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The Enlightenment of the Greengage Tree

3.56  ·  Rating details ·  176 ratings  ·  40 reviews
The Enlightenment of the Greengage Tree is an extraordinarily powerful and evocative literary novel set in Iran in the period immediately after the Islamic Revolution in 1979. Using the lyrical magic realism style of classical Persian storytelling, Azar draws the reader deep into the heart of a family caught in the maelstrom of post-revolutionary chaos and brutality that s ...more
Paperback, 268 pages
Published August 17th 2017 by Wild Dingo Press
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3.56  · 
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 ·  176 ratings  ·  40 reviews

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Michael Livingston
I struggled with this - lots of digressive magical realism in the style of Marquez, which isn't something I really have a lot of patience with. It's fascinating to read something so deeply Iranian - lots of mythology and history bleeds into the story - but I like my narratives built on more solid ground.
Simultaneously a modern yet mythical retelling of the Iranian Revolution.
The narrative style is unusual and I understand it draws stylistically from Persian storytelling traditions.
An amazing first novel, an interesting choice for the Stella Prize shortlist. Beyond a doubt a wonderfully told story, yet the unusual structure and subject perhaps may alienate all but the most adventurous of readers.
I enjoyed the book immensely and it is well worth the effort and energy to read.
I would be very inte
Aug 01, 2017 rated it really liked it
Recommended to Lisa by: Brendan Fredericks
It’s a stunning novel. It’s written in a lyrical magical realism style, which seems bizarre at first – until the author’s purpose becomes clear. This style is both a tribute to classical Persian storytelling and an appropriate response to the madness of the world she is describing. The novel tells the story of a family living through the turbulent period of Iranian history when the Islamic Revolution and the Iran-Iraq war brought them overwhelming grief. While there is no solace to be had in the ...more
Mohammed Morsi
Jul 31, 2018 rated it it was amazing
This is a fantastic journey. A recommended read.
It's not your usual writing style but once you let yourself flow along and be carried (by the excellent translation), there is a story that will teach you, make you happy and sad, enlightened and grateful.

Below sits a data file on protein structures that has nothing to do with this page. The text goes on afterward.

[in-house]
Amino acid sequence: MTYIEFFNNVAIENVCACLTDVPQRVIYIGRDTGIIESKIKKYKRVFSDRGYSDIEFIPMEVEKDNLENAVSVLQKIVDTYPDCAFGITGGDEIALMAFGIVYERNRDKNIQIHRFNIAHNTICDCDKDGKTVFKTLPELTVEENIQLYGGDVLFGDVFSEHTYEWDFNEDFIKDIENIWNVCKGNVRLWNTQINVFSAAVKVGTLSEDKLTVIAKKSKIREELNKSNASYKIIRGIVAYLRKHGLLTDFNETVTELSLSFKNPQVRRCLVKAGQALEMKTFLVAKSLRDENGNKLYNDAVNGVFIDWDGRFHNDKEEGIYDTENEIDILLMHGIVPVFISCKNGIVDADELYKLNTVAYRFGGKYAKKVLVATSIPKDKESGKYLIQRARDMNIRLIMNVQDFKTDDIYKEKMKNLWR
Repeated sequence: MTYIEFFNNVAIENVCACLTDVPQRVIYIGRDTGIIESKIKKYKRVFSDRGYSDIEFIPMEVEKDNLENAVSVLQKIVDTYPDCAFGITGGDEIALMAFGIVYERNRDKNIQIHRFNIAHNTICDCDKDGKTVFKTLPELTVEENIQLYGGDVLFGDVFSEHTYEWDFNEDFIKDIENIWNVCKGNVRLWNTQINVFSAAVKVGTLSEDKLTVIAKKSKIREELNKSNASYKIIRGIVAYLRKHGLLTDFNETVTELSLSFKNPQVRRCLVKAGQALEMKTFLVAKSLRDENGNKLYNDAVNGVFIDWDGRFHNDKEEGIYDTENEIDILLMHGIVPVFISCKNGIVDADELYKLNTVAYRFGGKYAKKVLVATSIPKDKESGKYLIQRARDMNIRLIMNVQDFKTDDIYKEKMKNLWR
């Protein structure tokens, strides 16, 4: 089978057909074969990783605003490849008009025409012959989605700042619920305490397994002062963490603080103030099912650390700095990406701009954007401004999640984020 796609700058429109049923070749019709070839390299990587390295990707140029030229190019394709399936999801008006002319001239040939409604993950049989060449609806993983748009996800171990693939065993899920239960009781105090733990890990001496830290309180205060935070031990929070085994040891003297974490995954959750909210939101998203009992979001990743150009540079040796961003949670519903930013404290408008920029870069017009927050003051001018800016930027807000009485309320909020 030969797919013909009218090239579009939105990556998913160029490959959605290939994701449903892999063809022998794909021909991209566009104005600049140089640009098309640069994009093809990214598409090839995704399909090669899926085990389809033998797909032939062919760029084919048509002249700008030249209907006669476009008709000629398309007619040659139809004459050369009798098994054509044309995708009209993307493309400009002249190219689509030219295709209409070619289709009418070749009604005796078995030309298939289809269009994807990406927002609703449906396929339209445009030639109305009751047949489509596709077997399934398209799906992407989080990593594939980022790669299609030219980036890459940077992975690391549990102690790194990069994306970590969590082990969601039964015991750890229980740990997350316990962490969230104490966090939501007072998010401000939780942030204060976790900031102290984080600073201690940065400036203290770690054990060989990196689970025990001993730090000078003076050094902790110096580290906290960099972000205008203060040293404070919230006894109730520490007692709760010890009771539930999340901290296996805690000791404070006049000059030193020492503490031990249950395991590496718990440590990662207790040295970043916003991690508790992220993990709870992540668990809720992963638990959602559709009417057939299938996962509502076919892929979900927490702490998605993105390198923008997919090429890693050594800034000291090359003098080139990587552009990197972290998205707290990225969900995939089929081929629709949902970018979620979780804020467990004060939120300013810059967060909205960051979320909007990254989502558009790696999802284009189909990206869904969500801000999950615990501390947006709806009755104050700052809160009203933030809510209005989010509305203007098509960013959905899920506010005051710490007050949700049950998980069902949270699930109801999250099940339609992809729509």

Definitely recommended.
Mar 30, 2018 rated it it was ok
The Enlightenment of the Greengage Tree by Shokoofeh Azar is set in Iran in the period immediately after the Islamic Revolution in 1979. Using magic realism and classical Persian tales, Azar tells the story of a family deeply affected by the post-revolutionary chaos and brutality.

Things I understand and appreciate about The Enlightenment of the Greengage Tree:

01. That it is a stunning example of using folklore to tell a modern story.

02. That Persian folklore is rich and I knew very little of it
Mar 11, 2018 rated it really liked it
Such a powerful read! Rich with magical realism, this was right up my street. It also reminded me somewhat of Salman Rushdie’s writing style.

This is a story of an Iranian family, and how the Iranian Revolution impacted on their lives collectively, and individually. Torn apart and traumatised, the effects are far-reaching. Widening the scope, there is also a bigger story in there, of the effects war and religious extremism has on the country as a whole.

Sometimes you need a touch of the fantastic
Rashida Murphy
Aug 13, 2017 rated it it was amazing
Shokoofeh Azar’s extraordinary first novel recalls many of the elements of consummate story-telling associated with Gabriel Garcia Marquez and Salman Rushdie, along with Azar’s own countrywomen, Porochista Khakhpour and Banafsheh Serov. The story is fresh, original and incandescent in its handling of the Islamic Revolution on the lives of the ordinary citizens of Iran and in its weaving together of Persian folklore and magic realism. The Enlightenment of the Greengage Tree chronicles the lives o ...more
For me this was a very unusual novel with elements that I'll never understand. But what a book!
Narrated by a 13 year old Iranian girl whose family flees the Islamic Revolution of the 70s to a remote village where they hope for peace. Each member of the family is featured at various lengths as to what has happened and is happening to them.
Sounds simple but the story is layered with ghosts, jinns, spells, Iranian folklore, debates on death versus life, the beauty of nature, wise men, sad men, love